By day nine, we had finished tracing all the easily reached systems, and were deep in the access tunnels. Or rather, I was, because neither Dave no H’raawl-Hrkh would fit into some of the smaller spaces. Although the ship had been designed by the Jaguar, much of the later wiring had been done by their Diyim’yi or lynx slaves. The two of them were standing at either end of what Dave kept referring to as a ‘Jeffries tube,’ him holding a light, while she called out wiring codes from the other end. I was busy climbing from one to the other, looking for unmarked junctions and splices. After the hundredth trip, I lost my grip on a ladder rung, and bounced down about twenty feet, dropping out of the tunnel. She saw me coming, and caught me in her arms. She asked if I was OK, and set my carefully on my feet. "Are you sure, you took few good hits against those rungs." She called up to Dave," Knock it off for the day!" She told me, "Let’s go see the doctor." She supported me against her with one arm as we walked down the hall. I noticed I did not come up to her shoulder.
Doctor Plaksa checked me over, and announced I had no permanent injuries, but that I had let my electrolytes get depleted. She gave me a tablet and some water. She said, "H’raawl-Hrkh says you are working too hard. I find this hard to believe, personally, but there could be a first time for everything. I want you to rest during your next shift in your cabin; read a book. You will be flying the shuttle the next day, and you need to be rested."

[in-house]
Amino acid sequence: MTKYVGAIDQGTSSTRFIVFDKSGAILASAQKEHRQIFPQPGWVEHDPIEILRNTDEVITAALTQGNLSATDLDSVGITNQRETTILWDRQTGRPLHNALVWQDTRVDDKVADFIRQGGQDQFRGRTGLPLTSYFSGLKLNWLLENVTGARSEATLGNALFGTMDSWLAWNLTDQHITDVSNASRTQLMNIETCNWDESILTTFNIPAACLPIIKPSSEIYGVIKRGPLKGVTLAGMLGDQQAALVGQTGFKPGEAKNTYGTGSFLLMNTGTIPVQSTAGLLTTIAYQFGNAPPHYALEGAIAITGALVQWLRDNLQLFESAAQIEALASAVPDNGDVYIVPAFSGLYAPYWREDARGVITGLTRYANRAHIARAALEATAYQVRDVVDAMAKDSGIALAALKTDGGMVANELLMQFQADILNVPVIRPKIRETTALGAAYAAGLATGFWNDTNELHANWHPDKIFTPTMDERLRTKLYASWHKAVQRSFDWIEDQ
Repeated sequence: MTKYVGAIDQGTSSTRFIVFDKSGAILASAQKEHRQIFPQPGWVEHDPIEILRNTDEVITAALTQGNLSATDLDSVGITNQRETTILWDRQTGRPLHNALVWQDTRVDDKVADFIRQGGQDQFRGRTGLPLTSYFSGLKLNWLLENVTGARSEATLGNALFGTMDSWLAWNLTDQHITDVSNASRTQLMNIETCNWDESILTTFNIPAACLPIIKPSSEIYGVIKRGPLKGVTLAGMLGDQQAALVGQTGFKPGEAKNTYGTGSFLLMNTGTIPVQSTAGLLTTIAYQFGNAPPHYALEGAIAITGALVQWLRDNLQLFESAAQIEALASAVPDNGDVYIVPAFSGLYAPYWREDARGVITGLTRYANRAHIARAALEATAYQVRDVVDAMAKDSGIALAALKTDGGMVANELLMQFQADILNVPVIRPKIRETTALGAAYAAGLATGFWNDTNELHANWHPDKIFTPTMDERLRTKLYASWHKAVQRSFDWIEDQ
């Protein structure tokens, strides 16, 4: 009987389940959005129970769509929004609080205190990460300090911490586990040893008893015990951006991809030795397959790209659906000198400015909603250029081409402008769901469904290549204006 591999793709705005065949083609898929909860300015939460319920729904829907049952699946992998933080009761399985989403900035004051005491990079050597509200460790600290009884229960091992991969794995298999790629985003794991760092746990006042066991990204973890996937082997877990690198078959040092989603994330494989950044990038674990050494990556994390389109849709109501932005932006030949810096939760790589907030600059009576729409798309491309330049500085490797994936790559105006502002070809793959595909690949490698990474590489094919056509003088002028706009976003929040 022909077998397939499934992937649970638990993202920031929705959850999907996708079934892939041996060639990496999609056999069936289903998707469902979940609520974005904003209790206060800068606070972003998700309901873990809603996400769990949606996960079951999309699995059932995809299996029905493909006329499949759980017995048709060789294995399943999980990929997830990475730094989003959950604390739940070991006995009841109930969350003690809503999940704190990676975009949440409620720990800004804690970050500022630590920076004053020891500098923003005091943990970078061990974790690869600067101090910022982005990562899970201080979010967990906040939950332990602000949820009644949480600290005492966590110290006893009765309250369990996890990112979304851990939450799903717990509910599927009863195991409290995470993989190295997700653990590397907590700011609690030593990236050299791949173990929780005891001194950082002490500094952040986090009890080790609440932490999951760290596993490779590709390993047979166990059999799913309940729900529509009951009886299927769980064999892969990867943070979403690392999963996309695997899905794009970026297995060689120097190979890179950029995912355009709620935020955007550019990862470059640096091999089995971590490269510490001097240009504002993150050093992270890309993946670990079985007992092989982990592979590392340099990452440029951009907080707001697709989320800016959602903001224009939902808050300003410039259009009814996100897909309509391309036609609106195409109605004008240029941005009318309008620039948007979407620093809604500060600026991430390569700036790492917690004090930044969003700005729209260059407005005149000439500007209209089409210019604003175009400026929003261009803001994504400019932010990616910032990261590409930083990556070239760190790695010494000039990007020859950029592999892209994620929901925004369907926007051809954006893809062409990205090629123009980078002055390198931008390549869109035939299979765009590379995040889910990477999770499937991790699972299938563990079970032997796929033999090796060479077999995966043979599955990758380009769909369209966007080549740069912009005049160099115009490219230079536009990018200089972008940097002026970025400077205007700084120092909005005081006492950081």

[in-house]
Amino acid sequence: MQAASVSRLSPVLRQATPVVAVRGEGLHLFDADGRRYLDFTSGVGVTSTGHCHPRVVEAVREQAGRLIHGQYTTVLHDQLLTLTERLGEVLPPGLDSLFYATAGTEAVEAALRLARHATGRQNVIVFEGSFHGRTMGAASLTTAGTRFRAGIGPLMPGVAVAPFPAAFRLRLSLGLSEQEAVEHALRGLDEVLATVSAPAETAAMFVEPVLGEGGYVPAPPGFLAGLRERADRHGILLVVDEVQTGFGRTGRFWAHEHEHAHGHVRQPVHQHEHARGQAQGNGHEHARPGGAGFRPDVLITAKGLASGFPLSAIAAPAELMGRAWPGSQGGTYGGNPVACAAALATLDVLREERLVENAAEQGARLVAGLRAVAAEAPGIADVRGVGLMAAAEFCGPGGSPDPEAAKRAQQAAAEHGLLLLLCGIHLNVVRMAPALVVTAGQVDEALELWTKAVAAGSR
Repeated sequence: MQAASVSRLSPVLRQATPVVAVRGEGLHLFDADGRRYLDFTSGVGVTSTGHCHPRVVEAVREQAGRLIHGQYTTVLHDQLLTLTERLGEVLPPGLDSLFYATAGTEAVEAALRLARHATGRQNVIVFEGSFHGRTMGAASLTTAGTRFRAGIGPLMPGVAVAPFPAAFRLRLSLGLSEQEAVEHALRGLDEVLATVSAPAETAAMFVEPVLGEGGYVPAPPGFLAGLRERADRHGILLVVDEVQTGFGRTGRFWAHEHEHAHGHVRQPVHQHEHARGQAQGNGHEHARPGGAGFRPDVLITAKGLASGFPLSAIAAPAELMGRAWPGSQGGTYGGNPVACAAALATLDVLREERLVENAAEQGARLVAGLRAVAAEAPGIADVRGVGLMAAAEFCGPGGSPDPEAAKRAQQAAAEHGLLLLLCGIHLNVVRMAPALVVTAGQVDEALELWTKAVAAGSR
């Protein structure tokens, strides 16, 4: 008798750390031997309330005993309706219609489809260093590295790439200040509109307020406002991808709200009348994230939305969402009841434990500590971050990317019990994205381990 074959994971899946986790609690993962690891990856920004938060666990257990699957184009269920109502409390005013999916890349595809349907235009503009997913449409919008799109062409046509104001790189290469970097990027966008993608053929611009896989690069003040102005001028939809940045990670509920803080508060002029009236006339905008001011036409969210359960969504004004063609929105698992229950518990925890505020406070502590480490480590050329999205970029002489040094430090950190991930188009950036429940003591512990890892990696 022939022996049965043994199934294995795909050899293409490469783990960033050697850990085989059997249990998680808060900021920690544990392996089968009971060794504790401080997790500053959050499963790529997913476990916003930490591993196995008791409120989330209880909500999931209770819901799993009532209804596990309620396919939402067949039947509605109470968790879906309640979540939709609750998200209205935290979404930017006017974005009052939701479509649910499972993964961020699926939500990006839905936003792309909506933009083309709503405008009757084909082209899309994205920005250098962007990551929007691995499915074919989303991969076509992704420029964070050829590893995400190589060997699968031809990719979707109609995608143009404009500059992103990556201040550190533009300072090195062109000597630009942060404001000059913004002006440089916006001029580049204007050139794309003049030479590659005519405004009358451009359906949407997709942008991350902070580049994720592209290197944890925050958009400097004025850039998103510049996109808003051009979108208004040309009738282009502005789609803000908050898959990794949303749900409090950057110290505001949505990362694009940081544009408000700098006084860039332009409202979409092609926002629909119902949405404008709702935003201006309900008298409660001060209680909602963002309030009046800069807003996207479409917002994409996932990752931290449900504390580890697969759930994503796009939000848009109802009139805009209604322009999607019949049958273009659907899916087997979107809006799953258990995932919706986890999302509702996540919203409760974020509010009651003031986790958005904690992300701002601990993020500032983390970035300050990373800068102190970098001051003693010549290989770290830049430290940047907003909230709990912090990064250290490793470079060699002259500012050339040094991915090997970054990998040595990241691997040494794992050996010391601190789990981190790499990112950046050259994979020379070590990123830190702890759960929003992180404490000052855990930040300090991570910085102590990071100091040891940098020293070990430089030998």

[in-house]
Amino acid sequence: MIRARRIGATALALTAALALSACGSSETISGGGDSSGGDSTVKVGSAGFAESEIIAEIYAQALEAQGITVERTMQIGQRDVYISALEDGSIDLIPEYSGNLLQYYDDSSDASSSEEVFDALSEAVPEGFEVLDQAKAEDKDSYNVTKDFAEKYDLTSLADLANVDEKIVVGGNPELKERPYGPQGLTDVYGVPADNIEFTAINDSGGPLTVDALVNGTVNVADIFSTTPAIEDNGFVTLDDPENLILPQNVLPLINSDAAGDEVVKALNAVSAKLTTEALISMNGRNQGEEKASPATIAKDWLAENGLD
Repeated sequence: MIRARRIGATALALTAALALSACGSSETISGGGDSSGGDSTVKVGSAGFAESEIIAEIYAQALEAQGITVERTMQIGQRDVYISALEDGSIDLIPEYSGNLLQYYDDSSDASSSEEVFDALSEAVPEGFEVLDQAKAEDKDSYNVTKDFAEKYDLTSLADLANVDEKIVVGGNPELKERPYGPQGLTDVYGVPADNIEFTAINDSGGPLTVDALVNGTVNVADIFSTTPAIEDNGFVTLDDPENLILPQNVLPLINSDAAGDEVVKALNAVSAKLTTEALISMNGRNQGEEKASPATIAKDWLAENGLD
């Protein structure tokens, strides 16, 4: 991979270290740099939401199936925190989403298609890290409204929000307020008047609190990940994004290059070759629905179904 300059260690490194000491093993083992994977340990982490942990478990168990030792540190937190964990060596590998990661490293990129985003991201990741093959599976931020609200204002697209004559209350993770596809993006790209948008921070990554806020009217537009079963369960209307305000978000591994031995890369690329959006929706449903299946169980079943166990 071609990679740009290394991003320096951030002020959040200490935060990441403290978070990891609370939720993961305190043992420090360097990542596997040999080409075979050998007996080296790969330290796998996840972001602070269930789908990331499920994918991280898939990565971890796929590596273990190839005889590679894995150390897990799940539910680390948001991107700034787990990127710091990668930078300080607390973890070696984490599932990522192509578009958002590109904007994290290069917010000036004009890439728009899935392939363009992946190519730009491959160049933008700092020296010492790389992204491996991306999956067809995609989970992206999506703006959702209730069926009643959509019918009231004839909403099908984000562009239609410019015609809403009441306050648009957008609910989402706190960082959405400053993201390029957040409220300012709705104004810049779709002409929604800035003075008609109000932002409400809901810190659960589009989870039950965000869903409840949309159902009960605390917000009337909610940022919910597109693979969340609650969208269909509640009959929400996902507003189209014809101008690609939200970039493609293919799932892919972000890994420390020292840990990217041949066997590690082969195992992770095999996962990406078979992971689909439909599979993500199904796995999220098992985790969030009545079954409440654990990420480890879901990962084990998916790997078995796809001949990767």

I could not concentrate, however, and I settled for an uneasy sleep, with barely remembered dreams that faded as soon as I awoke. They seemed to involve being chased by something large.
Our return to earth went without incident. We met another of the sentient races of the Diyim’yi confederation, in the form of H’raawl-Hrkh, the newest member of the crew. She was a lion analogue, fully as large as her terrestrial namesake. She seemed much more serious about her job than our Diyim’yi friends, and did not socialize very well. She confessed to me after we had been working together alone for a while that she found the family relationships of our hosts too complicated for her to decipher, and added that while her own culture formed similar large, polygamous family groupings, they lacked the hierarchy displayed by the Diyim’yi. It was at this point that she asked if Marie and I would consider her for a temporary additional mate. I was not too shocked, as it was clear that she was sincere, but honestly unaware of our culture. I explained to her that Marie and I were in a monogamous relationship, and did not consider such a group arrangement something with which we could be comfortable.
I suggested that, as the ship was presently crewed, that both Chopka and Mitzep were unattached males, according to my understanding of their culture. She explained that Chopka had declared that he felt he could not be objective if he was sleeping with a crew member, and that she was worried that Mitzep’s fear of her prevented their becoming any closer. I suggested she discuss it with my wife. She agreed, and we moved on to business.